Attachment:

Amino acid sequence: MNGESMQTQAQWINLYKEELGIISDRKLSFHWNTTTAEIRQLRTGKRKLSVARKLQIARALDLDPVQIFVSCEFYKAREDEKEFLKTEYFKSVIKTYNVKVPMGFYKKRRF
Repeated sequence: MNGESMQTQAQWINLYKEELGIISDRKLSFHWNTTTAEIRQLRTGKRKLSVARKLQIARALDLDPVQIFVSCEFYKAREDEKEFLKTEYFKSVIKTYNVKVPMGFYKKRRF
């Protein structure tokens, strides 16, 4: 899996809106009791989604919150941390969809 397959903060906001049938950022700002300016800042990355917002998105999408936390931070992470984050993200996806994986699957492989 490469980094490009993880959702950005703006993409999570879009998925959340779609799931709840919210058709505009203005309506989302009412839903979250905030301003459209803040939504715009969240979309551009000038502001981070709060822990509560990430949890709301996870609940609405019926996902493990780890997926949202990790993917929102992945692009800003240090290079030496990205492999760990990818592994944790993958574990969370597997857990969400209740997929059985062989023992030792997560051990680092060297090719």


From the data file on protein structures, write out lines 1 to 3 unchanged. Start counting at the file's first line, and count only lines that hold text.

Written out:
Amino acid sequence: MNGESMQTQAQWINLYKEELGIISDRKLSFHWNTTTAEIRQLRTGKRKLSVARKLQIARALDLDPVQIFVSCEFYKAREDEKEFLKTEYFKSVIKTYNVKVPMGFYKKRRF
Repeated sequence: MNGESMQTQAQWINLYKEELGIISDRKLSFHWNTTTAEIRQLRTGKRKLSVARKLQIARALDLDPVQIFVSCEFYKAREDEKEFLKTEYFKSVIKTYNVKVPMGFYKKRRF
């Protein structure tokens, strides 16, 4: 899996809106009791989604919150941390969809 397959903060906001049938950022700002300016800042990355917002998105999408936390931070992470984050993200996806994986699957492989 490469980094490009993880959702950005703006993409999570879009998925959340779609799931709840919210058709505009203005309506989302009412839903979250905030301003459209803040939504715009969240979309551009000038502001981070709060822990509560990430949890709301996870609940609405019926996902493990780890997926949202990790993917929102992945692009800003240090290079030496990205492999760990990818592994944790993958574990969370597997857990969400209740997929059985062989023992030792997560051990680092060297090719």